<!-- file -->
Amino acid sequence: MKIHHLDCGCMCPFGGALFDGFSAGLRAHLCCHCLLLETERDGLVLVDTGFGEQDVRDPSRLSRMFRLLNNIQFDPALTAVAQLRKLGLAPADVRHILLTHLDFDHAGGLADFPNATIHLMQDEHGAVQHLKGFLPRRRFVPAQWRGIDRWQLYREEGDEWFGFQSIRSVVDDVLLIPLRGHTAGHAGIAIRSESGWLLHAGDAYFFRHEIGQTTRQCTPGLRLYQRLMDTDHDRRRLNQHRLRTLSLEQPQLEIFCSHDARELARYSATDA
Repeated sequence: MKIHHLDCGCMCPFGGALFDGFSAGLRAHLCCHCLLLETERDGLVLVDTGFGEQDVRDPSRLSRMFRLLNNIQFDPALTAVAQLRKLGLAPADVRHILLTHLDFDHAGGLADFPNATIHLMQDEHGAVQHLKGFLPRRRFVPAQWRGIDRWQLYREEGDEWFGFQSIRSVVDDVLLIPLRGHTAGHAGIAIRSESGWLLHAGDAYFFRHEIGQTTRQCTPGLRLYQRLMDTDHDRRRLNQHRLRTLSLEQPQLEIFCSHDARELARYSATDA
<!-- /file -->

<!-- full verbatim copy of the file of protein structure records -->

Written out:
Amino acid sequence: MKIHHLDCGCMCPFGGALFDGFSAGLRAHLCCHCLLLETERDGLVLVDTGFGEQDVRDPSRLSRMFRLLNNIQFDPALTAVAQLRKLGLAPADVRHILLTHLDFDHAGGLADFPNATIHLMQDEHGAVQHLKGFLPRRRFVPAQWRGIDRWQLYREEGDEWFGFQSIRSVVDDVLLIPLRGHTAGHAGIAIRSESGWLLHAGDAYFFRHEIGQTTRQCTPGLRLYQRLMDTDHDRRRLNQHRLRTLSLEQPQLEIFCSHDARELARYSATDA
Repeated sequence: MKIHHLDCGCMCPFGGALFDGFSAGLRAHLCCHCLLLETERDGLVLVDTGFGEQDVRDPSRLSRMFRLLNNIQFDPALTAVAQLRKLGLAPADVRHILLTHLDFDHAGGLADFPNATIHLMQDEHGAVQHLKGFLPRRRFVPAQWRGIDRWQLYREEGDEWFGFQSIRSVVDDVLLIPLRGHTAGHAGIAIRSESGWLLHAGDAYFFRHEIGQTTRQCTPGLRLYQRLMDTDHDRRRLNQHRLRTLSLEQPQLEIFCSHDARELARYSATDA